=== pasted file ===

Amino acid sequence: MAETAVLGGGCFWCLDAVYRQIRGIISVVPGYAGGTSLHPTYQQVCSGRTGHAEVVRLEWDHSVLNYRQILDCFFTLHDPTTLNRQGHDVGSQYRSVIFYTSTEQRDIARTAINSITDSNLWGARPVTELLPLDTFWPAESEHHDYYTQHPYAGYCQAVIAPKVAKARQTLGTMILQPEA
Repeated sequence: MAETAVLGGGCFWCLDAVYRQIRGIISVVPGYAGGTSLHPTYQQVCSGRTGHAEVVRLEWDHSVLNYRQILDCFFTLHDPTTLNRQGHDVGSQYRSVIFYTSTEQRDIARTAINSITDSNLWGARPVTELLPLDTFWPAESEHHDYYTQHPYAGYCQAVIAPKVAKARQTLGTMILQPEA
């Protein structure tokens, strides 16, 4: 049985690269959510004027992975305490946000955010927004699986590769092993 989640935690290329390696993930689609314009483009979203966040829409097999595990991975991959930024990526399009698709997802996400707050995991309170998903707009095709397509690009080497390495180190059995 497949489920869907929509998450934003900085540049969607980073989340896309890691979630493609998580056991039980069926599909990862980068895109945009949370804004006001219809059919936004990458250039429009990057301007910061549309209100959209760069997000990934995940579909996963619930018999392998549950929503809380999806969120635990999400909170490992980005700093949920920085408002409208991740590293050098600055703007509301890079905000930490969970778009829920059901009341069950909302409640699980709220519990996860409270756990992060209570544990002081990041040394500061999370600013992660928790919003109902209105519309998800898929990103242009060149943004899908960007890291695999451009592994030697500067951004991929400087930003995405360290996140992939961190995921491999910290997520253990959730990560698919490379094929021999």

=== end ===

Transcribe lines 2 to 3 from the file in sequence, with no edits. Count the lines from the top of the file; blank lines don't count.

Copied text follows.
Repeated sequence: MAETAVLGGGCFWCLDAVYRQIRGIISVVPGYAGGTSLHPTYQQVCSGRTGHAEVVRLEWDHSVLNYRQILDCFFTLHDPTTLNRQGHDVGSQYRSVIFYTSTEQRDIARTAINSITDSNLWGARPVTELLPLDTFWPAESEHHDYYTQHPYAGYCQAVIAPKVAKARQTLGTMILQPEA
């Protein structure tokens, strides 16, 4: 049985690269959510004027992975305490946000955010927004699986590769092993 989640935690290329390696993930689609314009483009979203966040829409097999595990991975991959930024990526399009698709997802996400707050995991309170998903707009095709397509690009080497390495180190059995 497949489920869907929509998450934003900085540049969607980073989340896309890691979630493609998580056991039980069926599909990862980068895109945009949370804004006001219809059919936004990458250039429009990057301007910061549309209100959209760069997000990934995940579909996963619930018999392998549950929503809380999806969120635990999400909170490992980005700093949920920085408002409208991740590293050098600055703007509301890079905000930490969970778009829920059901009341069950909302409640699980709220519990996860409270756990992060209570544990002081990041040394500061999370600013992660928790919003109902209105519309998800898929990103242009060149943004899908960007890291695999451009592994030697500067951004991929400087930003995405360290996140992939961190995921491999910290997520253990959730990560698919490379094929021999």